First, women tend to be the ones that take maternity leave and will tend to spend more time at home with a child. This means that typically a mid-40s male professional will have at least a year more experience than a female of the same age. (Of course, some women don’t have kids, some males will stay at home, and so on but it is a common enough pattern to have an impact). This doesn’t just apply to professionals, actually – it affects a range of jobs.

      Female academics have a similar problem: they will often have a period of a year or two without publications if they took substantial leave, and that can haunt them for quite a while as they try to progress their careers. As a result, they will tend to occupy less senior roles, and so on.

      There is also outright gender bias in pay offerings and promotions, too.
      Then there is also the issue that women are more likely to work in ‘helper’ roles than men (e.g. nurses, childcare, and so on) and those positions are generally more poorly paid for the skill and competence level. That doesn’t have so much impact when comparing within the same industry but it does result in the mean full-time employed female income being lower than the full-time employed male income.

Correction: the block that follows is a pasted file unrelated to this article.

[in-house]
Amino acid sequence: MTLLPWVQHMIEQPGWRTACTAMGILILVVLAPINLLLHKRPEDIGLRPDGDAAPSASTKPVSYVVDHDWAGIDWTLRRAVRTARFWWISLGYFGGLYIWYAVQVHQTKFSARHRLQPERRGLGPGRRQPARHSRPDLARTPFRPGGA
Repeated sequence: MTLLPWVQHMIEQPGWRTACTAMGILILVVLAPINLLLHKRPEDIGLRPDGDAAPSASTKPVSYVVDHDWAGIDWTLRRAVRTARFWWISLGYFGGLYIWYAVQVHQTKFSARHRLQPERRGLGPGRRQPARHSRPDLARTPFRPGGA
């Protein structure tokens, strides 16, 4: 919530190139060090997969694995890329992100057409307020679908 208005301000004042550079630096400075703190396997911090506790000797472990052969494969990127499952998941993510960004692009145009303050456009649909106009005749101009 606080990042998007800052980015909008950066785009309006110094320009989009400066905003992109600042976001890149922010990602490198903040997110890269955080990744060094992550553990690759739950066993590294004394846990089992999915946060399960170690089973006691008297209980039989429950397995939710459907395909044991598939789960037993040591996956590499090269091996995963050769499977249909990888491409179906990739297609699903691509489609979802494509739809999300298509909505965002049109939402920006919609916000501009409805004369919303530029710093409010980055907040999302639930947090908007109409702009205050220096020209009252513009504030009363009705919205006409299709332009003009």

None of what I’ve said is justification for the gap. I think that things like the difference in income in helper vs non-helper roles is a problem and really needs to be addressed, and so on.

      • All true. But a smaller (still significant) gender gap exists within jobs, controlling for time away.

        • Yes, and I find that quite bizarre. I wonder if that is just because all the ‘old boys’ haven’t been flushed out yet so are still making pay decisions.

          • I don’t see how someone in their mind can justify paying a woman less for a job. If you have both, equal experience and qualifications it shouldn’t be a consideration. Heard using maternity leave as a justification for paying less, makes me cringe a little